Israelis rally again to protest government’s judicial overhaul
Tens of thousands rally for the ninth straight week against government plan to overhaul court system.
Protesters have taken to the streets of Israeli cities for the ninth straight week to reject a government plan to overhaul the country’s court system.
Tens of thousands took part in Saturday night’s demonstrations in Tel Aviv and other locations which continued peacefully, unlike protests earlier this week that descended into violent clashes with police.
“I came to demonstrate against the regime revolution, which the Israeli government forced upon us,” 53-year-old history teacher Ronen Cohen told the Reuters news agency. “I hope that this huge demonstration will affect and prove that we are not going to give up.”
The marches have attracted huge crowds on a weekly basis since early January, when Prime Minister Benjamin Netanyahu’s government took aim at the Supreme Court.
The protesters oppose legislation that Netanyahu and his right-wing and religious allies hope to pass that would limit the Supreme Court’s powers to rule against the legislature and the executive, while giving legislators decisive powers in appointing judges.
Judicial reform is a cornerstone of Netanyahu’s latest administration, an alliance with ultra-Orthodox and far-right parties which took office in late December.
Netanyahu, who is on trial for corruption, presented the overhaul as key to restoring the balance between the branches of government in a system he has argued gave judges too much power over elected officials.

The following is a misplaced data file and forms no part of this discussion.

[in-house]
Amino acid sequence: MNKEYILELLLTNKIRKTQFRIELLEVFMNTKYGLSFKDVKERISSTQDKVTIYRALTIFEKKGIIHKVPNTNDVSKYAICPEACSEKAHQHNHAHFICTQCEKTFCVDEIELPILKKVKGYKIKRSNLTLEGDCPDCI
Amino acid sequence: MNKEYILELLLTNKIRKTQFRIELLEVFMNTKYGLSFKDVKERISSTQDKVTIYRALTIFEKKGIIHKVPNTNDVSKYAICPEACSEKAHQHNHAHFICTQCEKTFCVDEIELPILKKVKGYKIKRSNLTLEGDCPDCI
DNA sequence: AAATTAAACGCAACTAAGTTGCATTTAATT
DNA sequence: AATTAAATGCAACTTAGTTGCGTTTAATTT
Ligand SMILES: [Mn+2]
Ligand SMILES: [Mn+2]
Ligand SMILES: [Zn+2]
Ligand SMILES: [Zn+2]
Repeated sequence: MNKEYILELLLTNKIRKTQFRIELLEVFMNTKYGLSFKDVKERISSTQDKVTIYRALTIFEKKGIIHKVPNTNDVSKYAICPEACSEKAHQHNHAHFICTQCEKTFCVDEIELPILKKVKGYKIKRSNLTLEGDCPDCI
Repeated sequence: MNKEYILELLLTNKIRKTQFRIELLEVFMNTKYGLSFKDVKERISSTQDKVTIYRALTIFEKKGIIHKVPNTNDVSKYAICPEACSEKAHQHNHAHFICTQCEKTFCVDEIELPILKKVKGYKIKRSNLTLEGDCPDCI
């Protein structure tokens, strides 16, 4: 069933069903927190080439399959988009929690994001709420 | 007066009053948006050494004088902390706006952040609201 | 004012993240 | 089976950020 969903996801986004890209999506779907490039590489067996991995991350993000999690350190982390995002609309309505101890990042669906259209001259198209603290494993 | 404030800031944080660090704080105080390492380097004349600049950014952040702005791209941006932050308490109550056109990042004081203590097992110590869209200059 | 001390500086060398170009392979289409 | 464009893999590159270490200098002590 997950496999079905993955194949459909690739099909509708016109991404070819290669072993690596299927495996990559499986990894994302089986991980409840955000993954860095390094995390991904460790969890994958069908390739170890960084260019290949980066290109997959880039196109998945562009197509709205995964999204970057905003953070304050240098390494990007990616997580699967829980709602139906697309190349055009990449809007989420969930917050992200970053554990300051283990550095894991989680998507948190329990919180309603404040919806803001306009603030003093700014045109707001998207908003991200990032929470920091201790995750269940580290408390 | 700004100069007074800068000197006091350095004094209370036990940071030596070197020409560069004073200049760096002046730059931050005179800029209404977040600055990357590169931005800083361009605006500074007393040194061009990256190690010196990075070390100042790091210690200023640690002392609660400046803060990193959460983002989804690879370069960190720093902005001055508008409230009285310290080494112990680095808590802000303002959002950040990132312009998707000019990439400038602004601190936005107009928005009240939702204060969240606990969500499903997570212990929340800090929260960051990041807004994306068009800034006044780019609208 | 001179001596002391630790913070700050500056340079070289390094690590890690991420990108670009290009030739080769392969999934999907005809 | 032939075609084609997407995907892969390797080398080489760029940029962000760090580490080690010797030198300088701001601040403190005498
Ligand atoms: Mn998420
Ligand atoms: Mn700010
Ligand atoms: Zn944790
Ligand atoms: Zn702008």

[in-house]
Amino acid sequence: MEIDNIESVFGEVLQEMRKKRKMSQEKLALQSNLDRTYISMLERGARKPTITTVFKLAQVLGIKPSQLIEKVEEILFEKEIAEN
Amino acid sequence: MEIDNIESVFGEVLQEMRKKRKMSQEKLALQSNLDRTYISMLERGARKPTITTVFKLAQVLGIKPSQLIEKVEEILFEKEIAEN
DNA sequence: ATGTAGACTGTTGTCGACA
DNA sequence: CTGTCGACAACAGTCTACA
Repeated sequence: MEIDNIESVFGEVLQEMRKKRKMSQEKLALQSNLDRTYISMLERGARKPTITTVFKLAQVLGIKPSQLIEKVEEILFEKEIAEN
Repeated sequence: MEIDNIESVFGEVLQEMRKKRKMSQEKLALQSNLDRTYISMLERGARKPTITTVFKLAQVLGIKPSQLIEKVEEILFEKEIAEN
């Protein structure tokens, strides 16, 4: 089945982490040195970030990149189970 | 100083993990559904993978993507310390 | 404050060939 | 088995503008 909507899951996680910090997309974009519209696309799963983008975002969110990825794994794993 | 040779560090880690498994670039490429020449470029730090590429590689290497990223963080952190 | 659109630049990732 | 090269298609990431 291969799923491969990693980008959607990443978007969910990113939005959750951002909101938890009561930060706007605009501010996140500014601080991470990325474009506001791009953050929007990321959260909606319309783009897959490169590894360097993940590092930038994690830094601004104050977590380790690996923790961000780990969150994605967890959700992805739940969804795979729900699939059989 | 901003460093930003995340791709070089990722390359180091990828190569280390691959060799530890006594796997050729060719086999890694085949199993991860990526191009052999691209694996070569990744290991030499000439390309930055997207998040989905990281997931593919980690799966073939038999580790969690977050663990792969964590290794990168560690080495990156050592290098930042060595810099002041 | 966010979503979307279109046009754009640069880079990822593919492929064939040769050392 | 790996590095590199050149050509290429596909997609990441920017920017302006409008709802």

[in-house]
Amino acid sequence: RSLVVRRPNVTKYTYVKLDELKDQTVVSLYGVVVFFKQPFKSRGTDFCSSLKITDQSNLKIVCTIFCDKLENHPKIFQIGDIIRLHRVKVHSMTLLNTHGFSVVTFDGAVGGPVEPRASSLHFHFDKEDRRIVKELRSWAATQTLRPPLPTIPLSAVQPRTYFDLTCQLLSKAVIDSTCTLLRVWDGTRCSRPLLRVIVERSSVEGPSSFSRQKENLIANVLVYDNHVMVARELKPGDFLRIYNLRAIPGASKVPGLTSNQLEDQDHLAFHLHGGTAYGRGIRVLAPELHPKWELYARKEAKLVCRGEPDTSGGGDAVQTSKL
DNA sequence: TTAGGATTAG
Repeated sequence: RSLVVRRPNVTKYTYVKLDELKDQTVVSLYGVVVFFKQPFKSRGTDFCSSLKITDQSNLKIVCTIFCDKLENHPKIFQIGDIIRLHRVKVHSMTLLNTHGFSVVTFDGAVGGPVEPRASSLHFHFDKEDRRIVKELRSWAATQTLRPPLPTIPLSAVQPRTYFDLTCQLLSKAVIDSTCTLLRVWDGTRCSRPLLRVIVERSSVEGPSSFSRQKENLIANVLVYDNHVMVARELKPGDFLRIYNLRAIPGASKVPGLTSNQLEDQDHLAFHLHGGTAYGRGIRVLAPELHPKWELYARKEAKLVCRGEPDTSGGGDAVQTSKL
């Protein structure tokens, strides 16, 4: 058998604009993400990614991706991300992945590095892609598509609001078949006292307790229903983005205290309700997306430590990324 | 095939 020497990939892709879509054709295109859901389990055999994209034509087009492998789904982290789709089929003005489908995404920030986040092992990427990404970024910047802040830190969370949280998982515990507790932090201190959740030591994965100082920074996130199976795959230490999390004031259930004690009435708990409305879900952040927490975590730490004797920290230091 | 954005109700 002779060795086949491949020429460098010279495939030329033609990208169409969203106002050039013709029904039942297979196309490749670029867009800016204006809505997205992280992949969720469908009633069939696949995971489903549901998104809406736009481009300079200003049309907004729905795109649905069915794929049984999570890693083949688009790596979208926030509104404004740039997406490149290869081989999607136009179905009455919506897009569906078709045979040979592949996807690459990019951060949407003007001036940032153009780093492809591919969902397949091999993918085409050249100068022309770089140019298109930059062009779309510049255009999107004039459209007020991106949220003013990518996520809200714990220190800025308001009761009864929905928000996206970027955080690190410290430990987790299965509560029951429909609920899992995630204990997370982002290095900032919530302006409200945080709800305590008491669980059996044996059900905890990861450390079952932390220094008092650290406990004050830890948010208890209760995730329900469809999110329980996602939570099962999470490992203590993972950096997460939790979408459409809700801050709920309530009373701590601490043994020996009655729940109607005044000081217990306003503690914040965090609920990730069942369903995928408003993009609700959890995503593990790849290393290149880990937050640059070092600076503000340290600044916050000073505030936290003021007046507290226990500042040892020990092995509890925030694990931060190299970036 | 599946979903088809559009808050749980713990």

The legislation would give more weight to the government in the committee that selects judges, and would deny the Supreme Court the right to strike down any amendments to so-called “Basic Laws”, Israel’s quasi-constitution.
These provisions have already received first-reading endorsements from legislators.
Another element of the reforms would give the 120-member parliament power to overrule Supreme Court decisions with a simple majority of 61 votes.
Analysts have said such a derogation clause could allow lawmakers to uphold any annulment of the corruption charges Netanyahu is being tried on, should parliament vote to absolve him and the Supreme Court then ruled against it.
Netanyahu has denied the charges of bribery, fraud and breach of trust, and rejected any link between the reforms and his own court case.
The intensity of the protests increased this week when Israeli police fired stun grenades and scuffles broke out in Tel Aviv on Wednesday during a nationwide “day of disruption”.
“There’s a great danger that Israel will turn into a dictatorship,” 68-year-old high school teacher Ophir Kubitsky said on Saturday. “We came here to demonstrate over and over again until we win.”